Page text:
That video clip shows something we might never get to see again – the underground view of a 50-million-gallon reservoir before it’s filled. (That’s 250 times what it takes to fill Southwest Pool.) This is Beacon Hill Reservoir (map), one of four reservoirs the city is putting underground — two of the other three are in West Seattle, and when we joined various city officials including Mayor Nickels for the Beacon Hill underground media tour this morning, we learned about a milestone happening today at Myrtle Reservoir here in West Seattle:
You can’t see it from that above-ground photo, of course, but “final acceptance testing” has begun at Myrtle today – testing all systems together for about a week, after a period of testing each system individually – and if that goes well, the reservoir could be filled as soon as next week. We also got some info on the Highland Park project to put West Seattle Reservoir (map) underground – read on for that, other views beneath Beacon Hill, and some words from the mayor:
The main difference between Myrtle Reservoir and the one we toured today is size: Myrtle will hold five million gallons; Beacon, ten times that. But otherwise, Seattle Public Utilities‘ Stephanie Murphy told us, the design’s the same – the contractor’s the same. And she talked about the upcoming project to cover West Seattle Reservoir at Westcrest Park:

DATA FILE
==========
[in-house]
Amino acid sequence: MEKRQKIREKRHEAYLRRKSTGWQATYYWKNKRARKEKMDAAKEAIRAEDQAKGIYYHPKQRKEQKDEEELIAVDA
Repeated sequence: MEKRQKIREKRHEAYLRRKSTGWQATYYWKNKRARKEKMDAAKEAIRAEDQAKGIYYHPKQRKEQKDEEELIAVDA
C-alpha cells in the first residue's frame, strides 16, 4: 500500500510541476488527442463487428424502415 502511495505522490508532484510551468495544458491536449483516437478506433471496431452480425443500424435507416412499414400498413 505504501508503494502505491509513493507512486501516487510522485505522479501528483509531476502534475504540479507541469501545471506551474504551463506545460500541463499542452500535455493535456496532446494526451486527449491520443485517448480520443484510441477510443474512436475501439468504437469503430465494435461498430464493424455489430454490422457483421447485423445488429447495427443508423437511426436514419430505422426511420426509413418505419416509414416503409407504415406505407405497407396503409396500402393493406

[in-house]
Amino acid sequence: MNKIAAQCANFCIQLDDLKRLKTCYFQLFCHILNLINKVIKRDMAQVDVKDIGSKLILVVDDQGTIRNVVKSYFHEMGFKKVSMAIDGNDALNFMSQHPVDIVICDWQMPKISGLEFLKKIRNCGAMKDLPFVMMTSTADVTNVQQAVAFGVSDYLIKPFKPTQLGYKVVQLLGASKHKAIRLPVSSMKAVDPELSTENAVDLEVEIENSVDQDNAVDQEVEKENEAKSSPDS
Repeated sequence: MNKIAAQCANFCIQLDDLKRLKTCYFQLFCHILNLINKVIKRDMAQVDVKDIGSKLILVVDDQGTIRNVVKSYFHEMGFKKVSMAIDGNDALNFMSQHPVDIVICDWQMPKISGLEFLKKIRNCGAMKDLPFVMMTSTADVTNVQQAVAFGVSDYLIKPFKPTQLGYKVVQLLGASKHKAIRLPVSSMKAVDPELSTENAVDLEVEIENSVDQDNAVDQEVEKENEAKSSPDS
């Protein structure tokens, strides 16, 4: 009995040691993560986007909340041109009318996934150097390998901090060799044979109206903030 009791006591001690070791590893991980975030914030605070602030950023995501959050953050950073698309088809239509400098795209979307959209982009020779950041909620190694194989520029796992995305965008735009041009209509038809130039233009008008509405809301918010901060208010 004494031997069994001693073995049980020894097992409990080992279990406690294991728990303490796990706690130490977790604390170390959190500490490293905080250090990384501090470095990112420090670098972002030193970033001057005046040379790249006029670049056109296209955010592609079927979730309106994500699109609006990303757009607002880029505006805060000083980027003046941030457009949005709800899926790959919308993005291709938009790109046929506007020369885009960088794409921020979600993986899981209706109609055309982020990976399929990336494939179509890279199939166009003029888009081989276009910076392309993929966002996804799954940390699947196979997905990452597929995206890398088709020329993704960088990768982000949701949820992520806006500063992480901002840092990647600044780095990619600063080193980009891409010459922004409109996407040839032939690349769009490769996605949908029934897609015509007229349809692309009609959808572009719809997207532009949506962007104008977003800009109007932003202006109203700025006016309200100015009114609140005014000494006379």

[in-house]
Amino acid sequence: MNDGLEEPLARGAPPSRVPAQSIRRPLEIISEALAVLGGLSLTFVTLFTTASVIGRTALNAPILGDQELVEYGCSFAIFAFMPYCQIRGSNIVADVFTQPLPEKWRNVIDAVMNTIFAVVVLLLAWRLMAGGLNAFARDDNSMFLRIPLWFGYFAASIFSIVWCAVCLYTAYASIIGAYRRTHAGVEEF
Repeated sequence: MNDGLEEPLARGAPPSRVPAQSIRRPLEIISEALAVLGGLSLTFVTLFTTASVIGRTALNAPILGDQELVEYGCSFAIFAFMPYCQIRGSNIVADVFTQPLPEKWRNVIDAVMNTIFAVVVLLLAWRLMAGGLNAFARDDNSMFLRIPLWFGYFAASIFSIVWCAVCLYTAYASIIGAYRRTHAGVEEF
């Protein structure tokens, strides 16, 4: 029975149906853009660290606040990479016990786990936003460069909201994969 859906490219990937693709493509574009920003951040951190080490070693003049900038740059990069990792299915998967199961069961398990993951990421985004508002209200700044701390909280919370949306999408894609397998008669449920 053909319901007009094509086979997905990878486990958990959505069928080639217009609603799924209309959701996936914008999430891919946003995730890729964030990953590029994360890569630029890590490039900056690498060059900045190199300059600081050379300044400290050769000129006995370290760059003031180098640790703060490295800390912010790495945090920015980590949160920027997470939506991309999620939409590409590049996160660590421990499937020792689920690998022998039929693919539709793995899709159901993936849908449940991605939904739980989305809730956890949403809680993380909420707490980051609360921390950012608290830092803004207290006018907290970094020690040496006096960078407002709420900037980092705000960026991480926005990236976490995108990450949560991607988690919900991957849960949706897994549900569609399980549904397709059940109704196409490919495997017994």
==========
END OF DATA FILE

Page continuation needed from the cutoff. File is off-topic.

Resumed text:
SPU also tells WSB that a public meeting will be set in the near future to give West Seattle residents information about this new reservoir project — probably in mid-July, at Highland Park Elementary School; we’ll let you know as soon as it’s set. Meantime, before taking media crews underground, the mayor noted that four reservoirs in all are going underground, saying they were all set for “floating covers” before he proposed doing it this way instead.
The mayor says the reservoir-undergrounding plan is creating 76 acres of park space citywide (some of it of course is at Myrtle; see our coverage of the latest design plans). But back to the coolness factor. Here’s a closer look at one of the 624 30-foot-high, two-foot-wide columns supporting the Beacon reservoir lid – water will go all the way up to the bottom of the square at the top:
26,000 cubic yards of concrete are involved here – more than 93 million pounds, according to an SPU info sheet. The reservoir’s “footprint” is six and a half acres. One last look at what will soon be underwater at the bottom of those six and a half acres:
The park space created here will be under construction sometime next year, as will the Myrtle Reservoir park. OTHER TIDBITS FROM THIS MORNING’S EVENT: The mayor has his own hard hat, gold with “Mayor Nickels” on the front (the rest of us had to borrow them from the construction company); he arrived and left in his black Toyota hybrid SUV/van-type vehicle, and mentioned he was just back from the U.S. Conference of Mayors (he didn’t point this out but a city press release yesterday noted he was elected vice president, which means he’ll be its president next year) meeting in Miami, which led to a sound bite you might consider schmaltzy, but really, it kinda rings true on a day like today:
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